I've been pruning out adverbs and crutch words in my book. Crutch words are those phrases we rely on excessively without realizing it: maybe your character rolls her eyes every five pages, or shrugs constantly, or sighs like it's going out of style. Or maybe you've developed an unnatural attachment to the word "azure," and you find yourself using it describe the sky, the sea, the main character's eyes, his father's car, his girlfriend's tattoo, and the rug in his room. Or maybe it's the common words that spew forth from your fingertips with abandon: really, very, just.
I use the latter words as emphasis, or to keep my rhythm going, but I overuse them in first drafts. During editing, I often cut out half of them (or more). I love cutting a word and finding it makes the sentence stronger. Yes, I find my joy in strange things, but I am a writer, and we are a strange crew.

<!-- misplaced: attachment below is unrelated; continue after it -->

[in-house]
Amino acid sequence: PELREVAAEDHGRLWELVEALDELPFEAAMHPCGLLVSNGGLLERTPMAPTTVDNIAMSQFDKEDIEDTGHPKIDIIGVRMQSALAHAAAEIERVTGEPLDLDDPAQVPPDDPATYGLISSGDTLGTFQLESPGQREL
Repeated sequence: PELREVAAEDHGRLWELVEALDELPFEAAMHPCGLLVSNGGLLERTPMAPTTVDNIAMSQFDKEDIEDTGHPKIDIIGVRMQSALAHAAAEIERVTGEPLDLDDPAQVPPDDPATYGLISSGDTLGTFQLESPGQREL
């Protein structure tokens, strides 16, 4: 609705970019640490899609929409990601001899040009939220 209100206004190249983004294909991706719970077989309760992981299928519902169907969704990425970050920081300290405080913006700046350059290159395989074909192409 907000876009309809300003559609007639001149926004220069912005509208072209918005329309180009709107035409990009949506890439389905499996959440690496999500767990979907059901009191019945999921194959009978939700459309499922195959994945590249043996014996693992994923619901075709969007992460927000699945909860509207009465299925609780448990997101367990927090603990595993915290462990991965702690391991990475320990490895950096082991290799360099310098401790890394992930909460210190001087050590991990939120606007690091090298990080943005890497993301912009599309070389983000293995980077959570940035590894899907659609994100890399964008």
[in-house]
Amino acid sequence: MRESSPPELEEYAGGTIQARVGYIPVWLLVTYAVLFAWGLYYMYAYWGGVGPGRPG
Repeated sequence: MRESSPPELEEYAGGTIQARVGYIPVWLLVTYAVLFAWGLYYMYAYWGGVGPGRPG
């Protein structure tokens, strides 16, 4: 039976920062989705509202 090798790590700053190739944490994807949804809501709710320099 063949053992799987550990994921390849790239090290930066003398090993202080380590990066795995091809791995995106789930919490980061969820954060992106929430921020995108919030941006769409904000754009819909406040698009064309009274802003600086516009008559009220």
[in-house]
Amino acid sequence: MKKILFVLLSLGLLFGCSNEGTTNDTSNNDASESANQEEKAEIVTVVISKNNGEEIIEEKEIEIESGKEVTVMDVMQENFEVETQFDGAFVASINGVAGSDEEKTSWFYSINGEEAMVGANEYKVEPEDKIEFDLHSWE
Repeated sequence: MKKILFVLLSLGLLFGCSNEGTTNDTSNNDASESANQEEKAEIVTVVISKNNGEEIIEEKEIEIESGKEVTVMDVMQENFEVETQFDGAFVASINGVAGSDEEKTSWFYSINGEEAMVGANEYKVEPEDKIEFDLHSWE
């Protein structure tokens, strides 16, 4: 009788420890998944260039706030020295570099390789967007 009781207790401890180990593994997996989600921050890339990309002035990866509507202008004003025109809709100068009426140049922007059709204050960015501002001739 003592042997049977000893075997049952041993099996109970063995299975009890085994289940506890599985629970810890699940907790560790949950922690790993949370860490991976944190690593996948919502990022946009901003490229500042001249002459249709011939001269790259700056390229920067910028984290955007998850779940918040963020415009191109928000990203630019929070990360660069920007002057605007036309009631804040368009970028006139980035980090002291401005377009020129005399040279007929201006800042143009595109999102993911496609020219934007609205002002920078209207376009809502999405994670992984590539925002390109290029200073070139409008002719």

I find it fascinating to comtemplate the difference among these sentences:
Give me just a little bit of time to deal with how I feel about that.
Give me just a little time to deal with how I feel.
Give me a little time to deal with that.
Give me time.
Some of those words are unnecessary padding, and some of them may be right or not depending on the characters and the context. "Give me time," might be beautifully succinct or it might be terse. But the first sentence there is probably overdressed for any occasion.